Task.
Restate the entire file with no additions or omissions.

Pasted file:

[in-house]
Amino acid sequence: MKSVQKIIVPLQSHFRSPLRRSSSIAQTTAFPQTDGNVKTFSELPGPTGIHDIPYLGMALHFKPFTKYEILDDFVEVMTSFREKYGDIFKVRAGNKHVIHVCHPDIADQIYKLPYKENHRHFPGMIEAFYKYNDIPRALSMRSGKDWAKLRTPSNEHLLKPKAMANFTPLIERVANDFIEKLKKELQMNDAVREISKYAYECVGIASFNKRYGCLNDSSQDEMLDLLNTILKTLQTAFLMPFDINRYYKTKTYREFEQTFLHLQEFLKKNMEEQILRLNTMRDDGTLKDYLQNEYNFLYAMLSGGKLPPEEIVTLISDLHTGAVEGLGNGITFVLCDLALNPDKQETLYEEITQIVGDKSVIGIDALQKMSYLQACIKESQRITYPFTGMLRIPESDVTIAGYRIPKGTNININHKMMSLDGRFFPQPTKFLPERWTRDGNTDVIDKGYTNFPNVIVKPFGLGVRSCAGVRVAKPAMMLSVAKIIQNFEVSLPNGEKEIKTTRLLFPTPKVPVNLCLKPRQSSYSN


[in-house]
Amino acid sequence: MKSVQKIIVPLQSHFRSPLRRSSSIAQTTAFPQTDGNVKTFSELPGPTGIHDIPYLGMALHFKPFTKYEILDDFVEVMTSFREKYGDIFKVRAGNKHVIHVCHPDIADQIYKLPYKENHRHFPGMIEAFYKYNDIPRALSMRSGKDWAKLRTPSNEHLLKPKAMANFTPLIERVANDFIEKLKKELQMNDAVREISKYAYECVGIASFNKRYGCLNDSSQDEMLDLLNTILKTLQTAFLMPFDINRYYKTKTYREFEQTFLHLQEFLKKNMEEQILRLNTMRDDGTLKDYLQNEYNFLYAMLSGGKLPPEEIVTLISDLHTGAVEGLGNGITFVLCDLALNPDKQETLYEEITQIVGDKSVIGIDALQKMSYLQACIKESQRITYPFTGMLRIPESDVTIAGYRIPKGTNININHKMMSLDGRFFPQPTKFLPERWTRDGNTDVIDKGYTNFPNVIVKPFGLGVRSCAGVRVAKPAMMLSVAKIIQNFEVSLPNGEKEIKTTRLLFPTPKVPVNLCLKPRQSSYSN